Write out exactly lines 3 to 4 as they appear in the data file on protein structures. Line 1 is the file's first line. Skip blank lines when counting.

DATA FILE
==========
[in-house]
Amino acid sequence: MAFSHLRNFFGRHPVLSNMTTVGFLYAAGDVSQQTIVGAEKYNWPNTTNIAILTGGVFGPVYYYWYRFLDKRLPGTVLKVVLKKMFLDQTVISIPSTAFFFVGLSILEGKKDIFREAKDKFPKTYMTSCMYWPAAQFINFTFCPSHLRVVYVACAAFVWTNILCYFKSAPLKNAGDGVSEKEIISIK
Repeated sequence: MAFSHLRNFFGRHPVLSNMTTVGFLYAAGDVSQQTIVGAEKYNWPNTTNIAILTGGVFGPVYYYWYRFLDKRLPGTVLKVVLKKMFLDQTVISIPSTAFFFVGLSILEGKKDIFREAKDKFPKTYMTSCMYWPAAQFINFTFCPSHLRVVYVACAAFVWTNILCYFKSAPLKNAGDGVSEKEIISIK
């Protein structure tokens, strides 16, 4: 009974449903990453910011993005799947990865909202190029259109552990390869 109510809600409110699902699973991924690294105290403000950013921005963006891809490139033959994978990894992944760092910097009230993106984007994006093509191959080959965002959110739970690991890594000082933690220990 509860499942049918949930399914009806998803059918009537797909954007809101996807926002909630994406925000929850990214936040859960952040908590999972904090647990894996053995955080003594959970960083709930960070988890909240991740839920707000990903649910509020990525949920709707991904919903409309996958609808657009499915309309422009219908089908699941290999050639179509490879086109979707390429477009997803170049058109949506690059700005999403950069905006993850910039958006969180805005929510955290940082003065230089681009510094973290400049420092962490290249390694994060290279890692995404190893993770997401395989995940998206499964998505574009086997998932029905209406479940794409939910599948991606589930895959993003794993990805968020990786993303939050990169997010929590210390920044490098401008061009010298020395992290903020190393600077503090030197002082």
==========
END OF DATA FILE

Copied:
Repeated sequence: MAFSHLRNFFGRHPVLSNMTTVGFLYAAGDVSQQTIVGAEKYNWPNTTNIAILTGGVFGPVYYYWYRFLDKRLPGTVLKVVLKKMFLDQTVISIPSTAFFFVGLSILEGKKDIFREAKDKFPKTYMTSCMYWPAAQFINFTFCPSHLRVVYVACAAFVWTNILCYFKSAPLKNAGDGVSEKEIISIK
């Protein structure tokens, strides 16, 4: 009974449903990453910011993005799947990865909202190029259109552990390869 109510809600409110699902699973991924690294105290403000950013921005963006891809490139033959994978990894992944760092910097009230993106984007994006093509191959080959965002959110739970690991890594000082933690220990 509860499942049918949930399914009806998803059918009537797909954007809101996807926002909630994406925000929850990214936040859960952040908590999972904090647990894996053995955080003594959970960083709930960070988890909240991740839920707000990903649910509020990525949920709707991904919903409309996958609808657009499915309309422009219908089908699941290999050639179509490879086109979707390429477009997803170049058109949506690059700005999403950069905006993850910039958006969180805005929510955290940082003065230089681009510094973290400049420092962490290249390694994060290279890692995404190893993770997401395989995940998206499964998505574009086997998932029905209406479940794409939910599948991606589930895959993003794993990805968020990786993303939050990169997010929590210390920044490098401008061009010298020395992290903020190393600077503090030197002082």